From contributing writer Stephanie Brandhuber
Todd Haynes’ stunning 1950s-set film Carol is already leading the pack for this year’s Bafta awards, having already secured nine nominations, including best film, best director, and best actress. While the film is strikingly beautiful in its craftsmanship and certainly in its acting, the overall effect of the film left me feeling surprisingly and disappointingly hollow. This tale of forbidden lesbian love just misses the mark on greatness as it languishes in the loneliness of its own aesthetic perfection and meticulous constructedness. Ultimately, it doesn’t allow or any connection with what’s happening on screen due to its cold and unapproachable self-awareness.
Based on Patricia Highsmith’s 1952 novel “The Price of Salt”, Carol tells the story of the burgeoning love affair between Therese Belivet (Rooney Mara), a shop-girl in her 20s who has aspirations of being a photographer, and Carol Aird (Cate Blanchett), an older woman stuck in an unfulfilled marriage and trying to secure a divorce with her husband Harge (Kyle Chandler). Although they come from very different backgrounds, the two women cross paths one day shortly before Christmas while Carol is shopping for her daughter in the department store where Therese works. Their attraction is immediate and magnetic, and, when Carol “accidentally” leaves her gloves on the shop counter, fate gives Therese a chance and a reason to see Carol again in order to return her forgotten property to her.
What proceeds then is a slow-burning fuse of desire between the two women, their mutual attraction, although very apparent to us through Haynes’ slow and deliberate camera movements, not entirely coming to the fore as they navigate their feelings for one another in a time when such a relationship was not allowed to be acknowledged, let alone acted upon. The pacing is slow, but in this case completely appropriate as the film attempts to build tension as they dance around their desire for one another. A hand on a shoulder, a lingering look, a meaningful smile. These are the only ways in which they can satisfy their emotional pull towards each other, that is until they take an impromptu road trip together where their lust is finally consummated. Although this is the moment that they, and we as viewers, have been waiting for, their pent-up tension screaming to be unleashed, the resulting love scene is so tastefully and carefully crafted, and so polite in its realisation, that the eventual climax seems more like a polite handshake than an explosion of taboo desire.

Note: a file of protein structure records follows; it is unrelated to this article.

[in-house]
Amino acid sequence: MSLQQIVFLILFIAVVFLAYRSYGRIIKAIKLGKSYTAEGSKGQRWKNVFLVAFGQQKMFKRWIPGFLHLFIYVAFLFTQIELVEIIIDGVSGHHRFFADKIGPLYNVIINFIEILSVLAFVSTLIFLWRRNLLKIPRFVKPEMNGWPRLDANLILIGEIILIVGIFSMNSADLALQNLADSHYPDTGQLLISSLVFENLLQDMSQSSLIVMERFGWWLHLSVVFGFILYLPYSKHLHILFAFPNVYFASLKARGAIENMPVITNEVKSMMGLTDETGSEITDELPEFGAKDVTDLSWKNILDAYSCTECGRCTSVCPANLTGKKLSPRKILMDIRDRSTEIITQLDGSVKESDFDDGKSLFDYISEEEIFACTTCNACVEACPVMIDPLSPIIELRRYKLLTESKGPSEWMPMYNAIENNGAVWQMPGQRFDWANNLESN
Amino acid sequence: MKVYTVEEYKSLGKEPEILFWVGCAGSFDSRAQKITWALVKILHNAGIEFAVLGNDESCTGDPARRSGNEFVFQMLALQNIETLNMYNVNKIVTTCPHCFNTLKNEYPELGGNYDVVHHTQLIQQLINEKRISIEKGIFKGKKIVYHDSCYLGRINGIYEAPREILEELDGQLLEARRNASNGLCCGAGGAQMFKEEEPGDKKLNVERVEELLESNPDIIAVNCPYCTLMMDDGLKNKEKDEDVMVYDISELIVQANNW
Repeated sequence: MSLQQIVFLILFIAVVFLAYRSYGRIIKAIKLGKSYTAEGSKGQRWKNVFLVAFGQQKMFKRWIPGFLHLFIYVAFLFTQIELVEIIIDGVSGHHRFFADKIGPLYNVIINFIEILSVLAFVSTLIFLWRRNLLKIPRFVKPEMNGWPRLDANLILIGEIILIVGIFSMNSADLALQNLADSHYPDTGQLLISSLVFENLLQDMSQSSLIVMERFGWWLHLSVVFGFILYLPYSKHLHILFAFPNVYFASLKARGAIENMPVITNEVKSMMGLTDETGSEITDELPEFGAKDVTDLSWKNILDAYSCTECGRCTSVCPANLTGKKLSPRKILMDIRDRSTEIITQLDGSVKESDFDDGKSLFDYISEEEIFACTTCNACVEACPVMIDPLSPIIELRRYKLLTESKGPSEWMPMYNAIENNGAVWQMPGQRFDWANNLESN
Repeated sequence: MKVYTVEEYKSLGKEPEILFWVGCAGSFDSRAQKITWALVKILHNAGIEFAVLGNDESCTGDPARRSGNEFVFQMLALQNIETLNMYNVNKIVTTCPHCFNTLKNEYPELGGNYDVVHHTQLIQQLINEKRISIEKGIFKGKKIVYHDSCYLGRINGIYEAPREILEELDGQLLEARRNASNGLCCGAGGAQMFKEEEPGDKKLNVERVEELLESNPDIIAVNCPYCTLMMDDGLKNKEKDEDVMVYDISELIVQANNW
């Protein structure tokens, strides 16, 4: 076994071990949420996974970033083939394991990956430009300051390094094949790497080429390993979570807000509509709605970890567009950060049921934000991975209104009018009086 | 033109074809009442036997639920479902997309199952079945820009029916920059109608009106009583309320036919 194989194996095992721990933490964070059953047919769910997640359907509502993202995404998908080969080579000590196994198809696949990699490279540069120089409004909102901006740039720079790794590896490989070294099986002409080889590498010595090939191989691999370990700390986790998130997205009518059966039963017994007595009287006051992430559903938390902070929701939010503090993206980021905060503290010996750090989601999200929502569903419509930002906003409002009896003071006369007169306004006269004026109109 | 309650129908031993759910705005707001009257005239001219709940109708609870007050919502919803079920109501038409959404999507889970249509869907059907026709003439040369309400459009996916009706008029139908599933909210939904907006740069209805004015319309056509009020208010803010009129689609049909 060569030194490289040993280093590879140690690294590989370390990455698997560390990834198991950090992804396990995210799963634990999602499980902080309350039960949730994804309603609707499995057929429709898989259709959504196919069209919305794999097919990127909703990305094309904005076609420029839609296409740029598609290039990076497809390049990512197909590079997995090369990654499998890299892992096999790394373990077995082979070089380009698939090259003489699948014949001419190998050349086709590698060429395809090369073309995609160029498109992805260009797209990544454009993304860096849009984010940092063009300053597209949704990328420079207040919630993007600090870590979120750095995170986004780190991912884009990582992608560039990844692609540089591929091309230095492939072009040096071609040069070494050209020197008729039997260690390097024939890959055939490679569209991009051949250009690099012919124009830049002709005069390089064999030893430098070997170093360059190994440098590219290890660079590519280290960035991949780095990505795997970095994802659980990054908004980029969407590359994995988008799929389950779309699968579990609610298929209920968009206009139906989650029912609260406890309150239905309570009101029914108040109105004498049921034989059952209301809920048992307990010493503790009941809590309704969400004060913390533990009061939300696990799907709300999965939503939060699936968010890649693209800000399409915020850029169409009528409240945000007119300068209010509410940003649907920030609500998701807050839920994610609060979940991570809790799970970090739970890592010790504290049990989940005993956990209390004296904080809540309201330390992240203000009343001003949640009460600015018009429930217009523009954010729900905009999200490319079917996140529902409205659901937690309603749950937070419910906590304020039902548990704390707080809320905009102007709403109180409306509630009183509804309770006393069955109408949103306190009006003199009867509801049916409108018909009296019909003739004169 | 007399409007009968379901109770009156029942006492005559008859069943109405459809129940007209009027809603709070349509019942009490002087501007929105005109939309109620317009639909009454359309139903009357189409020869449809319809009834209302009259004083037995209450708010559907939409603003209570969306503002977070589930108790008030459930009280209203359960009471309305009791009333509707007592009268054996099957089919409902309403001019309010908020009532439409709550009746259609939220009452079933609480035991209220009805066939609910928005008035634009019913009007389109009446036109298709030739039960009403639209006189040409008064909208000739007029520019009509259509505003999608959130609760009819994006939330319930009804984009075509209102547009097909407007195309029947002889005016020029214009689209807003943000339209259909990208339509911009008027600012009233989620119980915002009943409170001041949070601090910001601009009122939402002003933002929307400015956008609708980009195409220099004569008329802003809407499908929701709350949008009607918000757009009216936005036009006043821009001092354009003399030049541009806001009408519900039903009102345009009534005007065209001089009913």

This painstaking perfection is visible in every aspect of the film, including the acting, which gave us some of the most wonderful performances of this past year. Rooney Mara’s Therese is quiet and elfin-like, her slight rigidity as an actress being perfectly suited for this role as she appears timid and perplexed with the onslaught of new feelings and experiences that consume her after meeting Carol. As for Cate Blanchett, it is difficult to put into words just how beautiful she is, her alabaster skin and velvety red lips making her a perfect fit for Haynes’ highly stylised, fetishistic take on the 1950s. Blanchett dominates the film with the power of her very presence, and makes it impossible to look away from her when she’s on screen. She captures both the urgency and the control of her character’s taboo desires in a cool yet relatable fashion, and you can’t help but want her character’s happiness, the loneliness and falseness of the life she is pretending to have with her husband leaving us desperate to see her break free.
Cinematographer Ed Lachman deserves high praise for his beautiful and skilled work in Carol. The colours scintillate and pop with every frame, and the whole film gives off a very melancholy, Edward Hopper-esque feel. Perhaps this painting-like quality of the film is the reason why it ultimately failed to draw me completely into its cinematic world, the smoothness of its filmic texture making it impossible to get past the superficiality of its beauty. Carol is a very skilled exercise in style, but which sadly left me feeling cold and hollow. However much I wanted to feel completely connected to the amazing acting on screen and the emotional ride that was unwinding before my eyes, there remained between Carol and me a disconnect, its beauty just a bit too elusive and a bit too superficial for me to feel any kind of passion from it.(4 / 5)
(Photos copyright: Number 9 Films, Film4, Killer Films)